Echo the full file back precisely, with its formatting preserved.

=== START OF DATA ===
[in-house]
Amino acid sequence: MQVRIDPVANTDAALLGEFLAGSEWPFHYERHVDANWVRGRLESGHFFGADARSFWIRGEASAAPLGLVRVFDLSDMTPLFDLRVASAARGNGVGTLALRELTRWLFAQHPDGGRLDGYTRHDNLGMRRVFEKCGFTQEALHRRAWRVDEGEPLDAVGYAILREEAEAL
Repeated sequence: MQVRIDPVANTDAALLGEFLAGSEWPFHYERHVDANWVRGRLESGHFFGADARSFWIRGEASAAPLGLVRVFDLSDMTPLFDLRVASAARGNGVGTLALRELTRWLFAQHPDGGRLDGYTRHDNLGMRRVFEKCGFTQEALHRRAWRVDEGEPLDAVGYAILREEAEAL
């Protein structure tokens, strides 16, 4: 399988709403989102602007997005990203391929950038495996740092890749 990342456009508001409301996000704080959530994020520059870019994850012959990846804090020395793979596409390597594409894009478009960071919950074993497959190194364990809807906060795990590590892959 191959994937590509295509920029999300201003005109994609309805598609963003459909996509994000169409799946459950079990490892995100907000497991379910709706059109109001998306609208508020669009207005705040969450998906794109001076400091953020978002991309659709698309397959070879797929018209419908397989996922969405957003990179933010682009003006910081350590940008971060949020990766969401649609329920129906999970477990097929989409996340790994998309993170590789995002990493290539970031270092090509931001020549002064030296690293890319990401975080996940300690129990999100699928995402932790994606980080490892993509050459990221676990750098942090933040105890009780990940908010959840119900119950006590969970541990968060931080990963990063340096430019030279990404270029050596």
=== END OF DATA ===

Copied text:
[in-house]
Amino acid sequence: MQVRIDPVANTDAALLGEFLAGSEWPFHYERHVDANWVRGRLESGHFFGADARSFWIRGEASAAPLGLVRVFDLSDMTPLFDLRVASAARGNGVGTLALRELTRWLFAQHPDGGRLDGYTRHDNLGMRRVFEKCGFTQEALHRRAWRVDEGEPLDAVGYAILREEAEAL
Repeated sequence: MQVRIDPVANTDAALLGEFLAGSEWPFHYERHVDANWVRGRLESGHFFGADARSFWIRGEASAAPLGLVRVFDLSDMTPLFDLRVASAARGNGVGTLALRELTRWLFAQHPDGGRLDGYTRHDNLGMRRVFEKCGFTQEALHRRAWRVDEGEPLDAVGYAILREEAEAL
């Protein structure tokens, strides 16, 4: 399988709403989102602007997005990203391929950038495996740092890749 990342456009508001409301996000704080959530994020520059870019994850012959990846804090020395793979596409390597594409894009478009960071919950074993497959190194364990809807906060795990590590892959 191959994937590509295509920029999300201003005109994609309805598609963003459909996509994000169409799946459950079990490892995100907000497991379910709706059109109001998306609208508020669009207005705040969450998906794109001076400091953020978002991309659709698309397959070879797929018209419908397989996922969405957003990179933010682009003006910081350590940008971060949020990766969401649609329920129906999970477990097929989409996340790994998309993170590789995002990493290539970031270092090509931001020549002064030296690293890319990401975080996940300690129990999100699928995402932790994606980080490892993509050459990221676990750098942090933040105890009780990940908010959840119900119950006590969970541990968060931080990963990063340096430019030279990404270029050596």